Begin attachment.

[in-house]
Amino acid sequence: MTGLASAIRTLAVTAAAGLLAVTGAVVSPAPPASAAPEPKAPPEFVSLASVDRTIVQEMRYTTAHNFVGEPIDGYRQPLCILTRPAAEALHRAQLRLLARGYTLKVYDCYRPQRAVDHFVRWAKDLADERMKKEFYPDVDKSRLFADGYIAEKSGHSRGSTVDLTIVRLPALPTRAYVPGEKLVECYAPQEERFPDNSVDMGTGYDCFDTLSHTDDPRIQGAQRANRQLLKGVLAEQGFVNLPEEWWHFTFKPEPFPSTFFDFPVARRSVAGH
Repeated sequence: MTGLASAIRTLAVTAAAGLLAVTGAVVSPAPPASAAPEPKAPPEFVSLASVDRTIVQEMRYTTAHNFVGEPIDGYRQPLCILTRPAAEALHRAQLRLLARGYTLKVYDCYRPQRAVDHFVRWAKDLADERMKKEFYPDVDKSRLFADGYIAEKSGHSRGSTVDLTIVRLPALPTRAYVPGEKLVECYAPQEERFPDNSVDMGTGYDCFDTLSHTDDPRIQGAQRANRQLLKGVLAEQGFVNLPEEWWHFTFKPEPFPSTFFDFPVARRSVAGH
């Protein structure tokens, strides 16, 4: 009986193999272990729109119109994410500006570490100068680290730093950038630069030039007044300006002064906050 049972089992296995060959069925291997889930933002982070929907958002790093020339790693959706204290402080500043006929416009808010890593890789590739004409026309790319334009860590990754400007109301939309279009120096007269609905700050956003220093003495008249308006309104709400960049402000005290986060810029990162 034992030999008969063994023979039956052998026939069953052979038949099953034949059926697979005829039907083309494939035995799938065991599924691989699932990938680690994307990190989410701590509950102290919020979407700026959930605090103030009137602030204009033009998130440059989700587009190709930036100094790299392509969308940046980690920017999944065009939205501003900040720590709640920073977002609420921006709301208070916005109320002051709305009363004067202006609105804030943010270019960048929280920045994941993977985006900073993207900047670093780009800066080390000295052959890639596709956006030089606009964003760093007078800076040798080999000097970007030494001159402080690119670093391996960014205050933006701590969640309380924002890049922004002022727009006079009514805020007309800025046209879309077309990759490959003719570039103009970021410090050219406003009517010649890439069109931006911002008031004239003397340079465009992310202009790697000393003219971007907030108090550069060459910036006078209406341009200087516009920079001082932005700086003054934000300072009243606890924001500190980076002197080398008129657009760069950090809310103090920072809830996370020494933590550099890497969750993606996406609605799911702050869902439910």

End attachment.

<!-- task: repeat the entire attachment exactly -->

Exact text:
[in-house]
Amino acid sequence: MTGLASAIRTLAVTAAAGLLAVTGAVVSPAPPASAAPEPKAPPEFVSLASVDRTIVQEMRYTTAHNFVGEPIDGYRQPLCILTRPAAEALHRAQLRLLARGYTLKVYDCYRPQRAVDHFVRWAKDLADERMKKEFYPDVDKSRLFADGYIAEKSGHSRGSTVDLTIVRLPALPTRAYVPGEKLVECYAPQEERFPDNSVDMGTGYDCFDTLSHTDDPRIQGAQRANRQLLKGVLAEQGFVNLPEEWWHFTFKPEPFPSTFFDFPVARRSVAGH
Repeated sequence: MTGLASAIRTLAVTAAAGLLAVTGAVVSPAPPASAAPEPKAPPEFVSLASVDRTIVQEMRYTTAHNFVGEPIDGYRQPLCILTRPAAEALHRAQLRLLARGYTLKVYDCYRPQRAVDHFVRWAKDLADERMKKEFYPDVDKSRLFADGYIAEKSGHSRGSTVDLTIVRLPALPTRAYVPGEKLVECYAPQEERFPDNSVDMGTGYDCFDTLSHTDDPRIQGAQRANRQLLKGVLAEQGFVNLPEEWWHFTFKPEPFPSTFFDFPVARRSVAGH
């Protein structure tokens, strides 16, 4: 009986193999272990729109119109994410500006570490100068680290730093950038630069030039007044300006002064906050 049972089992296995060959069925291997889930933002982070929907958002790093020339790693959706204290402080500043006929416009808010890593890789590739004409026309790319334009860590990754400007109301939309279009120096007269609905700050956003220093003495008249308006309104709400960049402000005290986060810029990162 034992030999008969063994023979039956052998026939069953052979038949099953034949059926697979005829039907083309494939035995799938065991599924691989699932990938680690994307990190989410701590509950102290919020979407700026959930605090103030009137602030204009033009998130440059989700587009190709930036100094790299392509969308940046980690920017999944065009939205501003900040720590709640920073977002609420921006709301208070916005109320002051709305009363004067202006609105804030943010270019960048929280920045994941993977985006900073993207900047670093780009800066080390000295052959890639596709956006030089606009964003760093007078800076040798080999000097970007030494001159402080690119670093391996960014205050933006701590969640309380924002890049922004002022727009006079009514805020007309800025046209879309077309990759490959003719570039103009970021410090050219406003009517010649890439069109931006911002008031004239003397340079465009992310202009790697000393003219971007907030108090550069060459910036006078209406341009200087516009920079001082932005700086003054934000300072009243606890924001500190980076002197080398008129657009760069950090809310103090920072809830996370020494933590550099890497969750993606996406609605799911702050869902439910």